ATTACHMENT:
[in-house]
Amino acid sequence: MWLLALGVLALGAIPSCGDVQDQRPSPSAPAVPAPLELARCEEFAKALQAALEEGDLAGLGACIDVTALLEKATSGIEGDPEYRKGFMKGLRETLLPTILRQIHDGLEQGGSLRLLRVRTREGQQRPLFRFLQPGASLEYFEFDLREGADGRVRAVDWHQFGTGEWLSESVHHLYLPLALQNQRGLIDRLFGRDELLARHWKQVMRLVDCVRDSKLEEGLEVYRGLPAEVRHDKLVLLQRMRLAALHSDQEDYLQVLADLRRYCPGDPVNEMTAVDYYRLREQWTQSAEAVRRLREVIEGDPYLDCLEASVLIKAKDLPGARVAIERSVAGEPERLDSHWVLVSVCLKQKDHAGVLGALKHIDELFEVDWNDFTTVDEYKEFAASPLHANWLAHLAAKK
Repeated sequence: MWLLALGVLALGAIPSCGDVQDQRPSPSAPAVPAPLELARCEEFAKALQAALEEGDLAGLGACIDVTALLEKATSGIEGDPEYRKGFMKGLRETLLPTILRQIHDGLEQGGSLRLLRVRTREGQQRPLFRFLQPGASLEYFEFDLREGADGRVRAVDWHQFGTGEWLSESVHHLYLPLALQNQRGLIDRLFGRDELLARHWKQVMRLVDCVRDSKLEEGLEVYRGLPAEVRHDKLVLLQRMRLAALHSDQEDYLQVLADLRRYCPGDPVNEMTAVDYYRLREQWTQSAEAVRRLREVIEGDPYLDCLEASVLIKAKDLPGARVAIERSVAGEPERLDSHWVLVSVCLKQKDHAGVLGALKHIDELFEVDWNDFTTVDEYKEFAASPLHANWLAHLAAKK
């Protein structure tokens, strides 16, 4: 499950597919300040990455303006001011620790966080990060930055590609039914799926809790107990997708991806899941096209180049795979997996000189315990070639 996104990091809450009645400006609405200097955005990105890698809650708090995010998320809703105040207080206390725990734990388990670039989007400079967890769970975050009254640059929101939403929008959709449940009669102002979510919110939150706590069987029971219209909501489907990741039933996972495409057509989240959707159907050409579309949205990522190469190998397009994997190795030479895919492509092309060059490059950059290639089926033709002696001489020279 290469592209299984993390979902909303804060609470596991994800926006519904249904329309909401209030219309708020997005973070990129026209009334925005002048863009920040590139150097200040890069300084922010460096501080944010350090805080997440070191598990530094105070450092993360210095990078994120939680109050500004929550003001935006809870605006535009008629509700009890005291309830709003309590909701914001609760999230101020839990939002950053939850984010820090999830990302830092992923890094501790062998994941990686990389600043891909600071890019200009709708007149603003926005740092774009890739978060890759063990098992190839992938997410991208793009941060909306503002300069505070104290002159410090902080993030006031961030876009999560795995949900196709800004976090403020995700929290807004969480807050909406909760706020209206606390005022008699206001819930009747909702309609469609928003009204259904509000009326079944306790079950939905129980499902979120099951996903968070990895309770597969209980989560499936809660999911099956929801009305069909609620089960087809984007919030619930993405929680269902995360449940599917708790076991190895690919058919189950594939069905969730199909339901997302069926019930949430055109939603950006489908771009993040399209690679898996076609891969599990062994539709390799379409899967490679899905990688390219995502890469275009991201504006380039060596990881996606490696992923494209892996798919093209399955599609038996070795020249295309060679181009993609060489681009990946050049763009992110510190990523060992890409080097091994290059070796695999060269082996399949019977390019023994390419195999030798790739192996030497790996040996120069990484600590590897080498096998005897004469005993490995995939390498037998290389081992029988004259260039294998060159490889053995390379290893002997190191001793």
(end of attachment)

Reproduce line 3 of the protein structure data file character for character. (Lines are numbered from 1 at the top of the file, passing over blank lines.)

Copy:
Repeated sequence: MWLLALGVLALGAIPSCGDVQDQRPSPSAPAVPAPLELARCEEFAKALQAALEEGDLAGLGACIDVTALLEKATSGIEGDPEYRKGFMKGLRETLLPTILRQIHDGLEQGGSLRLLRVRTREGQQRPLFRFLQPGASLEYFEFDLREGADGRVRAVDWHQFGTGEWLSESVHHLYLPLALQNQRGLIDRLFGRDELLARHWKQVMRLVDCVRDSKLEEGLEVYRGLPAEVRHDKLVLLQRMRLAALHSDQEDYLQVLADLRRYCPGDPVNEMTAVDYYRLREQWTQSAEAVRRLREVIEGDPYLDCLEASVLIKAKDLPGARVAIERSVAGEPERLDSHWVLVSVCLKQKDHAGVLGALKHIDELFEVDWNDFTTVDEYKEFAASPLHANWLAHLAAKK